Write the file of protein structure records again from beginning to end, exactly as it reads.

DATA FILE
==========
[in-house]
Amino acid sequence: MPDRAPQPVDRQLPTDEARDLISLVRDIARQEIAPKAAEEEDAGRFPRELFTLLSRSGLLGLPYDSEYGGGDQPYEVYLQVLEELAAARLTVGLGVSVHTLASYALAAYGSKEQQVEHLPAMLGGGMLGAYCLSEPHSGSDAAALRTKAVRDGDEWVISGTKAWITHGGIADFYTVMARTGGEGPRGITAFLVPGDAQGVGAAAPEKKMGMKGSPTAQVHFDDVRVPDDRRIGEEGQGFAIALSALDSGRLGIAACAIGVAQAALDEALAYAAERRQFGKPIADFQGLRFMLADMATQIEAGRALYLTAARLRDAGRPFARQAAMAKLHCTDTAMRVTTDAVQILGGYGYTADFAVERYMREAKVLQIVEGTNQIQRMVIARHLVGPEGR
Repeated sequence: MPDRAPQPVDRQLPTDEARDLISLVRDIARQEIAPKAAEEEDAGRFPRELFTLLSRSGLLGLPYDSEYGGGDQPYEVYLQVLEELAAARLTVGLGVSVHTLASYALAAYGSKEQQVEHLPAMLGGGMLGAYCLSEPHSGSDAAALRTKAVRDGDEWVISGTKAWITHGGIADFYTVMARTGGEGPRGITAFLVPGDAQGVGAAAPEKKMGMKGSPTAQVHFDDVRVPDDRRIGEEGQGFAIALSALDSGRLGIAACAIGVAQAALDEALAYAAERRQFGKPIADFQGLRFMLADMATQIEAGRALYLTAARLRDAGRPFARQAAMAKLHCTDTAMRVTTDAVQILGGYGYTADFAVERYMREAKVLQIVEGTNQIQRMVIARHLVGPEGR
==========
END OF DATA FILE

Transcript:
[in-house]
Amino acid sequence: MPDRAPQPVDRQLPTDEARDLISLVRDIARQEIAPKAAEEEDAGRFPRELFTLLSRSGLLGLPYDSEYGGGDQPYEVYLQVLEELAAARLTVGLGVSVHTLASYALAAYGSKEQQVEHLPAMLGGGMLGAYCLSEPHSGSDAAALRTKAVRDGDEWVISGTKAWITHGGIADFYTVMARTGGEGPRGITAFLVPGDAQGVGAAAPEKKMGMKGSPTAQVHFDDVRVPDDRRIGEEGQGFAIALSALDSGRLGIAACAIGVAQAALDEALAYAAERRQFGKPIADFQGLRFMLADMATQIEAGRALYLTAARLRDAGRPFARQAAMAKLHCTDTAMRVTTDAVQILGGYGYTADFAVERYMREAKVLQIVEGTNQIQRMVIARHLVGPEGR
Repeated sequence: MPDRAPQPVDRQLPTDEARDLISLVRDIARQEIAPKAAEEEDAGRFPRELFTLLSRSGLLGLPYDSEYGGGDQPYEVYLQVLEELAAARLTVGLGVSVHTLASYALAAYGSKEQQVEHLPAMLGGGMLGAYCLSEPHSGSDAAALRTKAVRDGDEWVISGTKAWITHGGIADFYTVMARTGGEGPRGITAFLVPGDAQGVGAAAPEKKMGMKGSPTAQVHFDDVRVPDDRRIGEEGQGFAIALSALDSGRLGIAACAIGVAQAALDEALAYAAERRQFGKPIADFQGLRFMLADMATQIEAGRALYLTAARLRDAGRPFARQAAMAKLHCTDTAMRVTTDAVQILGGYGYTADFAVERYMREAKVLQIVEGTNQIQRMVIARHLVGPEGR